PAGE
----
Perfect life

December 8th, 2010

I am a natural-born perfectionist.

For a long time, I thought that was something to be proud of.  Didn’t it show my innate superiority that I had such high standards in every area of life?

My parents tried to teach me that there is a difference between the natural drive for outward perfection, and the desire from God to reflect His excellence.  But I didn’t really get it.  I really thought that people just sort of gave up trying as they got old and worn out.  <blush>

Somewhere along the line I realized that my perfectionism was more of a hindrance than a help.  I saw a character flaw to work on.  A weakness to recover from.

But now I am convinced to the core that in reality, perfectionism is sin against a perfect God.  It is an outward display of unbelief in the heart.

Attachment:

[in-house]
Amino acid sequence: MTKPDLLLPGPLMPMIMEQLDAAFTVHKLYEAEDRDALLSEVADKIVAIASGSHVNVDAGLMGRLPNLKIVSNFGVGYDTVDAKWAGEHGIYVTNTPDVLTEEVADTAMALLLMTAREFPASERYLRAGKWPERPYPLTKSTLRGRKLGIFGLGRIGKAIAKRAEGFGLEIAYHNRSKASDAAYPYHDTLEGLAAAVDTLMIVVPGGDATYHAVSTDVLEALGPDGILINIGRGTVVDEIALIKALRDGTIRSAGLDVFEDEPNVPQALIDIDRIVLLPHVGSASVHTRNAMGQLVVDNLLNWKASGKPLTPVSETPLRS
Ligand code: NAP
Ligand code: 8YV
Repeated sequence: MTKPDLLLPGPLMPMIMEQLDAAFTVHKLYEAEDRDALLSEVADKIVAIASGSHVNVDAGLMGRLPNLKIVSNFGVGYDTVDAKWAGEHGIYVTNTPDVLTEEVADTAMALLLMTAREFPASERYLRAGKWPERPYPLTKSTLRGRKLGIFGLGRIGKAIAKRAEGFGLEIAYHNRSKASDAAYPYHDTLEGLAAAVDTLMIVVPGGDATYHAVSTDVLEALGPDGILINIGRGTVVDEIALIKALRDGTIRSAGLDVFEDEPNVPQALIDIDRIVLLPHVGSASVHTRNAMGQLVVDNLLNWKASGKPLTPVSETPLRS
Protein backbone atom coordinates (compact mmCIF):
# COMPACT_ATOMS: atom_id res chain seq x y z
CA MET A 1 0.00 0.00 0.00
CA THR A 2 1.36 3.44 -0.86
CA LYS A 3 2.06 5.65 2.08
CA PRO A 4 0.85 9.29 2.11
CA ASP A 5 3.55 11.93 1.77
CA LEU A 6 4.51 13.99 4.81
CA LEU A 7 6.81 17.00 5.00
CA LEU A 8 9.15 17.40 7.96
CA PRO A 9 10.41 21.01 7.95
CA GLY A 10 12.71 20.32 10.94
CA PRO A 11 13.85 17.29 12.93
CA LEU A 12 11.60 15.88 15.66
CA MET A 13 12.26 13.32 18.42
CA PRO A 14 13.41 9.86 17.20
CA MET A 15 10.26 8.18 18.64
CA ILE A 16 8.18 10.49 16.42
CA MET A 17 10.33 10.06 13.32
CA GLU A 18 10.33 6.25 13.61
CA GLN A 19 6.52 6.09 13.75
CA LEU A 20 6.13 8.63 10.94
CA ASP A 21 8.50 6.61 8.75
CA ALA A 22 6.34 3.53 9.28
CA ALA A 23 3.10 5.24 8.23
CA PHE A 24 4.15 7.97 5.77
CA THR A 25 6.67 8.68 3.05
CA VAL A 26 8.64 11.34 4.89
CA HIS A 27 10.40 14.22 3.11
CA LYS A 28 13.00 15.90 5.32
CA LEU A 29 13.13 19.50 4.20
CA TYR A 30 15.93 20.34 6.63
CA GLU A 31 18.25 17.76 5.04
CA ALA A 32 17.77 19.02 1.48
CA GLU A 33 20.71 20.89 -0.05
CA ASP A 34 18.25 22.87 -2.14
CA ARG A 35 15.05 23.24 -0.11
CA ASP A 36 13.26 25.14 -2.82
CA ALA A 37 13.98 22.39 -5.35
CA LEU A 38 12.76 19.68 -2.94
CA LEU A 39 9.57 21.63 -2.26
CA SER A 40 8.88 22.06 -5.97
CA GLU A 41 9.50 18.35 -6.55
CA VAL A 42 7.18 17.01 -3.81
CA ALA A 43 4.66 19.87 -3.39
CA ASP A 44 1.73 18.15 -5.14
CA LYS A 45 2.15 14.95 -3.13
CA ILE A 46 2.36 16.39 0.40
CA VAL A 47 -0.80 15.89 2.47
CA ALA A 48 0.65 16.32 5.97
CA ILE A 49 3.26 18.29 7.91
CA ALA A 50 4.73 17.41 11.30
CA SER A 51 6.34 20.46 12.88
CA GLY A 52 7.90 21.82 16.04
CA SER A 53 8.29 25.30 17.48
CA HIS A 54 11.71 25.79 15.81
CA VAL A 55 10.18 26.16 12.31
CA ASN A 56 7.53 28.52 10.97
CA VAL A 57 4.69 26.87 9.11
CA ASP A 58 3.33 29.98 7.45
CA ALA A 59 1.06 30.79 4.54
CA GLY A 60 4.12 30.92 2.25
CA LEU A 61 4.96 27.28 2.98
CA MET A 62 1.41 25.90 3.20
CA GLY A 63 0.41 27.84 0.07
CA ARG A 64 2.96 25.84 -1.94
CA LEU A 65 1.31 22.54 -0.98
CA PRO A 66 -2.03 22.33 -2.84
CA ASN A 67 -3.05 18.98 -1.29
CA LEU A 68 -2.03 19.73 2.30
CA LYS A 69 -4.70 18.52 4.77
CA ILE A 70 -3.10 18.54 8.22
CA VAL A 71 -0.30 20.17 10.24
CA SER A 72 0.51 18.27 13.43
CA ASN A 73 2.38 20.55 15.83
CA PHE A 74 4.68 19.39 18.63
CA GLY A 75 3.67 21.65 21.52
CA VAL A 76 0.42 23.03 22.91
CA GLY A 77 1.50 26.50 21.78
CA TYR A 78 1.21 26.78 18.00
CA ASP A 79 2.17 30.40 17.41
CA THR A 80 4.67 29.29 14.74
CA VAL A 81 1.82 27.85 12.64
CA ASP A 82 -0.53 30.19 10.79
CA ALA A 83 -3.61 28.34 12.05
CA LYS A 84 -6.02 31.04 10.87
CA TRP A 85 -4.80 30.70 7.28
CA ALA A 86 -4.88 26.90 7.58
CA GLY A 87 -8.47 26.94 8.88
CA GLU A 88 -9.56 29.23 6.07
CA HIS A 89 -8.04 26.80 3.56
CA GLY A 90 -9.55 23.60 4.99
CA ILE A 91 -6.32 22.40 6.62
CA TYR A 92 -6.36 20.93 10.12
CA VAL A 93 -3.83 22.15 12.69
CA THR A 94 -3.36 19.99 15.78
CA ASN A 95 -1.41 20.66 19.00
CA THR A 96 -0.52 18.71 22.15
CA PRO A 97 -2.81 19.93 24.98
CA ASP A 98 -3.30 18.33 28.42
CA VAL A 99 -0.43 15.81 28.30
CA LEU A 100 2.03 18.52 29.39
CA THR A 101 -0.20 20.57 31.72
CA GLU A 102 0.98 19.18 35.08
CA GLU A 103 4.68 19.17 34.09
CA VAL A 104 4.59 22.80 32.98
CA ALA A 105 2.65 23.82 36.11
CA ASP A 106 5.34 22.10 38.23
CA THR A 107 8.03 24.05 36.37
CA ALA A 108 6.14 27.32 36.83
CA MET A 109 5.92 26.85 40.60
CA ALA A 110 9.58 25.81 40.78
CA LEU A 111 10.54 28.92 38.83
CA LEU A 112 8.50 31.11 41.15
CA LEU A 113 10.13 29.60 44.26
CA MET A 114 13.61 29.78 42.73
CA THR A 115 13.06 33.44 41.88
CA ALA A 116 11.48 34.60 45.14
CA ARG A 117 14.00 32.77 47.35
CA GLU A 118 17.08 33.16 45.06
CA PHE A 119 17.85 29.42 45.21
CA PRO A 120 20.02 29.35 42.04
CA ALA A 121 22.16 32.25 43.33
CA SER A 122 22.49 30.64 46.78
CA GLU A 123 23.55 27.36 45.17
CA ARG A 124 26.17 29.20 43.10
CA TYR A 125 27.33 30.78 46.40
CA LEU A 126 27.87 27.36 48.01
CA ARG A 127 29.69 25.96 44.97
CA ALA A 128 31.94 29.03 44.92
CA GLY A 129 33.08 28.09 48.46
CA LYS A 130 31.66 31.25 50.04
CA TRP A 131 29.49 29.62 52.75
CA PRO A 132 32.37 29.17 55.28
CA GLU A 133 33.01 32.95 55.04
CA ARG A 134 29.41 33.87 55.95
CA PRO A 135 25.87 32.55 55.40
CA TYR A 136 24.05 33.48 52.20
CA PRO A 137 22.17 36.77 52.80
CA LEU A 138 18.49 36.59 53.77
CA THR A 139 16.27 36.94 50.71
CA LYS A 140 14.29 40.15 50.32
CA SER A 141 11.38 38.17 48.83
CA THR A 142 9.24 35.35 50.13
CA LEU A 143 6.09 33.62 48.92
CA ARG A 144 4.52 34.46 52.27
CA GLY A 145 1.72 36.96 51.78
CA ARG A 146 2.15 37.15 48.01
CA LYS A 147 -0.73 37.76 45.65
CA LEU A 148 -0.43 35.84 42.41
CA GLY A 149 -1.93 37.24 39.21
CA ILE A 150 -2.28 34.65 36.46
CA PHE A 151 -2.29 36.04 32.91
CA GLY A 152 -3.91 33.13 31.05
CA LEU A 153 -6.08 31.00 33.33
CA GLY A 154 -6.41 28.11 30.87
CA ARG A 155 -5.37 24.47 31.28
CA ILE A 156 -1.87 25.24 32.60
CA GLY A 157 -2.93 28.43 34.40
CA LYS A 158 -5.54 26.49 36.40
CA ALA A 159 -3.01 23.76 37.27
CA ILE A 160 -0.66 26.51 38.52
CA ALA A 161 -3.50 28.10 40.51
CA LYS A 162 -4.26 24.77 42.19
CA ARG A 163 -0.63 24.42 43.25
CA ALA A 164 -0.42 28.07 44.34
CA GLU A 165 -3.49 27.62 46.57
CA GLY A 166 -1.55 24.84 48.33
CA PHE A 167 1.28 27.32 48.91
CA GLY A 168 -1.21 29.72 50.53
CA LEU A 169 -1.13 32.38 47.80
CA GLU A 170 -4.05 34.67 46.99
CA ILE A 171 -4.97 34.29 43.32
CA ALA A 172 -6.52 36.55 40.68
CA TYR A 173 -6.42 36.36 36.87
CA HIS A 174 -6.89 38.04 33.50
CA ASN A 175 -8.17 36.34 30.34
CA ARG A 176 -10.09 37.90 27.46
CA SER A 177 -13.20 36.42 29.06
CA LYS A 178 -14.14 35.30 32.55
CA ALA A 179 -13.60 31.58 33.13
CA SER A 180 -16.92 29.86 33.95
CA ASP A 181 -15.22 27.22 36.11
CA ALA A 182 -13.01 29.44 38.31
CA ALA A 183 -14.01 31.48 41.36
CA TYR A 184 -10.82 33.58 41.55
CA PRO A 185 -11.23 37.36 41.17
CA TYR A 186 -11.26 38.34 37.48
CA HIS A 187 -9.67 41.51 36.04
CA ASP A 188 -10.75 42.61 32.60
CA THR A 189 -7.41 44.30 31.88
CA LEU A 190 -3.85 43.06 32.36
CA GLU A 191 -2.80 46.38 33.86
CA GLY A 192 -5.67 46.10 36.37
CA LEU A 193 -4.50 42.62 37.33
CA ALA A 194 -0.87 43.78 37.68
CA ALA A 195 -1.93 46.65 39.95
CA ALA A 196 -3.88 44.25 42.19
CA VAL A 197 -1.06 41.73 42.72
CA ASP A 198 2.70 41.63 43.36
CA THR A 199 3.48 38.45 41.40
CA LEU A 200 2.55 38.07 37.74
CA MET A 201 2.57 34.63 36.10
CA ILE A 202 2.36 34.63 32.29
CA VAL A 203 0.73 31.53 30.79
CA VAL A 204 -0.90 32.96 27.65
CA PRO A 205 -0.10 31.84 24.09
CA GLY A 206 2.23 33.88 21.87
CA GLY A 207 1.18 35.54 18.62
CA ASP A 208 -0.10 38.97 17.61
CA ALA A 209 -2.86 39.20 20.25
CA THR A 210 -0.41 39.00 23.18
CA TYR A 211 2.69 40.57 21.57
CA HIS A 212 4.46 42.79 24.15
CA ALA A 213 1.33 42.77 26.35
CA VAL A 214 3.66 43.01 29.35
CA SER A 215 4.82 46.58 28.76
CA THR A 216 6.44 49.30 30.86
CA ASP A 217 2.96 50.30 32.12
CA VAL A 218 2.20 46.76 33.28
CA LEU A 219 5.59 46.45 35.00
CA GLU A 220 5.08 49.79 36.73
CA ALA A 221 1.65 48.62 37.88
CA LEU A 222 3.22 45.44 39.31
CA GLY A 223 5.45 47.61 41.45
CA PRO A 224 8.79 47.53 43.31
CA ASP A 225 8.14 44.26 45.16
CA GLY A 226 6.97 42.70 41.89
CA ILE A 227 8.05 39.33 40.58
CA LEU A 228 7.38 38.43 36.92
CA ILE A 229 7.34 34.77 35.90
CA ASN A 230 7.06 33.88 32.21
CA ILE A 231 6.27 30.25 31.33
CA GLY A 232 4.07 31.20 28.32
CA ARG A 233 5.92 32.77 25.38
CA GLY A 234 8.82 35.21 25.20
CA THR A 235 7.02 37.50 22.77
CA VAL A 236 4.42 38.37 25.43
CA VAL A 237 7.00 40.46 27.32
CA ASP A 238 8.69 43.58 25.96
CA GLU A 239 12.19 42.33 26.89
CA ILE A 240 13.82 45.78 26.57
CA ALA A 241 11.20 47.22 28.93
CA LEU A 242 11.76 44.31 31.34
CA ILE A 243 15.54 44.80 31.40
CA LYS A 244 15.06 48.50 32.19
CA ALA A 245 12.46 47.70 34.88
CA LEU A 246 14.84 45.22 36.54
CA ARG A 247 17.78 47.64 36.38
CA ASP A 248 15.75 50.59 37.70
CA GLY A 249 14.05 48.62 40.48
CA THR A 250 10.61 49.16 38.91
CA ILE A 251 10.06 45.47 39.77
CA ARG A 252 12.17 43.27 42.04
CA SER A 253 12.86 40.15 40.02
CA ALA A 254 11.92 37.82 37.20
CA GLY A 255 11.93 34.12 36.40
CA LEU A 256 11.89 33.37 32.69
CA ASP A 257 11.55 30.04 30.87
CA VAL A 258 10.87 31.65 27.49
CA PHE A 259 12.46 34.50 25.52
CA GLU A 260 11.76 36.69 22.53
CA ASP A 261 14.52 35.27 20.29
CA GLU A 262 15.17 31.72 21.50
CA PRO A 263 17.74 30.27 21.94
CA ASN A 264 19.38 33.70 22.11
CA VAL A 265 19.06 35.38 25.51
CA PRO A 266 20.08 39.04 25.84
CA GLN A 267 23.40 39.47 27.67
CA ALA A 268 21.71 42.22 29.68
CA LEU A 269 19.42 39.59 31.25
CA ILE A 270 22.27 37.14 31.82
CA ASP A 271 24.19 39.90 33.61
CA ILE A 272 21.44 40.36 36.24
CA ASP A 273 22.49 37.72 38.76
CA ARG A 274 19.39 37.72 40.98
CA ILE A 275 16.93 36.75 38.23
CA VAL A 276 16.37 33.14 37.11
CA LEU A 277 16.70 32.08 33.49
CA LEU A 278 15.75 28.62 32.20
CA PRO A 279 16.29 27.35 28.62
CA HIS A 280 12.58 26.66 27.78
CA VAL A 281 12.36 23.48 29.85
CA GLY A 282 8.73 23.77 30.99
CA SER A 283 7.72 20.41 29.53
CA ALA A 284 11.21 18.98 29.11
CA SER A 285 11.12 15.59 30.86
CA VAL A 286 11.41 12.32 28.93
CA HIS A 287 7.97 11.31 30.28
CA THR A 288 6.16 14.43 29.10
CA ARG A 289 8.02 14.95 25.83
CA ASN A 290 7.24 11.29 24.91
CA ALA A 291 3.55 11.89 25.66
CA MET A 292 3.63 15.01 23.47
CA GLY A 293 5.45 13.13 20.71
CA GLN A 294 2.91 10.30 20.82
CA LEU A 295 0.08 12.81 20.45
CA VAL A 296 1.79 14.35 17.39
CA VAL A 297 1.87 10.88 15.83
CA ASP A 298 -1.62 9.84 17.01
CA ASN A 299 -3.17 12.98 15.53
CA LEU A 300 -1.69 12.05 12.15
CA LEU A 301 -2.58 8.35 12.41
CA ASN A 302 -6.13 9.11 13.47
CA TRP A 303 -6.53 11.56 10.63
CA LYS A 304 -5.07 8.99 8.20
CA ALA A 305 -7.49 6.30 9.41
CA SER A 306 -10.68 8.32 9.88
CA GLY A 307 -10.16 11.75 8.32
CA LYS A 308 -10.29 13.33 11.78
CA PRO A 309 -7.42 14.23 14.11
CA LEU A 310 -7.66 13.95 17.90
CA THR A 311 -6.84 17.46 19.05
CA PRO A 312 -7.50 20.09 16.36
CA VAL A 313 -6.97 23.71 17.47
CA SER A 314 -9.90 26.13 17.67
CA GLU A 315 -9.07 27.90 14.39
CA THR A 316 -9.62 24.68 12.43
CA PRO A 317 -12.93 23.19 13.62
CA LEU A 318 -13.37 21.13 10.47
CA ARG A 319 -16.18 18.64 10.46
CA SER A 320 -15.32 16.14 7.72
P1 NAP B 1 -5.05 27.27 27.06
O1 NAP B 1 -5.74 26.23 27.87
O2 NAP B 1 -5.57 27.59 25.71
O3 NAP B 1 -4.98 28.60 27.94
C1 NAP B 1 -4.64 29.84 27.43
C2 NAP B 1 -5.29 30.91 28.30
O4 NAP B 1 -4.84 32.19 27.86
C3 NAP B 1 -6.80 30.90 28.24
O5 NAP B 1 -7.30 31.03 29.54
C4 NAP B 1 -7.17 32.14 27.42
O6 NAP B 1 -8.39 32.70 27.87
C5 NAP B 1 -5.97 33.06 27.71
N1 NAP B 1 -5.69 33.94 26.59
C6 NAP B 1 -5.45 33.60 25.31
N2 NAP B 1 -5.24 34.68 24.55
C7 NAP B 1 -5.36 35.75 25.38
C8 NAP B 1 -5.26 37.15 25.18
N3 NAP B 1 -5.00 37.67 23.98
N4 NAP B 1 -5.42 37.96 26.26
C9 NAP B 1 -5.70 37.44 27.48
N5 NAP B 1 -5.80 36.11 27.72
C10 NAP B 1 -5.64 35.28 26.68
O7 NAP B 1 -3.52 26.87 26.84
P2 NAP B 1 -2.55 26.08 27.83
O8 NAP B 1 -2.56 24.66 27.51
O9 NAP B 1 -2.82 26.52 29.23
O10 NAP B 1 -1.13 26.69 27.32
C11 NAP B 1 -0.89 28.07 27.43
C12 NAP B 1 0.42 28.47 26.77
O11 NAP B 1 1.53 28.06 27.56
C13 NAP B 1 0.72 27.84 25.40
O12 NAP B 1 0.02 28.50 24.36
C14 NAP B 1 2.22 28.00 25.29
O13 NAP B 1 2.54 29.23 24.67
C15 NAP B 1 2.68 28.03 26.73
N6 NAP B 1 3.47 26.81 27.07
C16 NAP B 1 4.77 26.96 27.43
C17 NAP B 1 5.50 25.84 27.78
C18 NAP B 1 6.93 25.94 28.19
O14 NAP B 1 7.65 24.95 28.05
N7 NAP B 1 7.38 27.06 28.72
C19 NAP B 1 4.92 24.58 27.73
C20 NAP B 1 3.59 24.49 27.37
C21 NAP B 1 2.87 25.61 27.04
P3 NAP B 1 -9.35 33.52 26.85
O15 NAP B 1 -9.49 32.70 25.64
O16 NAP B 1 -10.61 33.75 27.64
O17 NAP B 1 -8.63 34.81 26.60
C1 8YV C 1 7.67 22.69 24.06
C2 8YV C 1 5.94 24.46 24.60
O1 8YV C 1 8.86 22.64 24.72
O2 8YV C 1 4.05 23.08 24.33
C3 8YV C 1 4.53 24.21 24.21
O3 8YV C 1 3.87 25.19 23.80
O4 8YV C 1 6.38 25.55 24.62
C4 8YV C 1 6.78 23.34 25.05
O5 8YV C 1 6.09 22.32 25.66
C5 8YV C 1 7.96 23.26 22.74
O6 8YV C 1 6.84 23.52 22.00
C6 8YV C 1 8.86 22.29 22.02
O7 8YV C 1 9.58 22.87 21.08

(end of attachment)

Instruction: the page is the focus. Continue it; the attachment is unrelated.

“Take care, brothers, lest there be in any of you an evil, unbelieving heart, leading you to fall away from the living God.”

Perfectionism is a false god.

And like every other false god that ever has been worshiped, there is no such thing as man-made perfection.  It is not elusive, it is illusory.  An idol is nothing at all in the world.

Like every other god with a lowercase “g”, the god named “Perfection” is limited by the confines of my own desires and imaginations.  You stress nervously over your idea of perfect while I work my life to the bone for my idea of perfect and my neighbor whines impotently about his idea of perfect.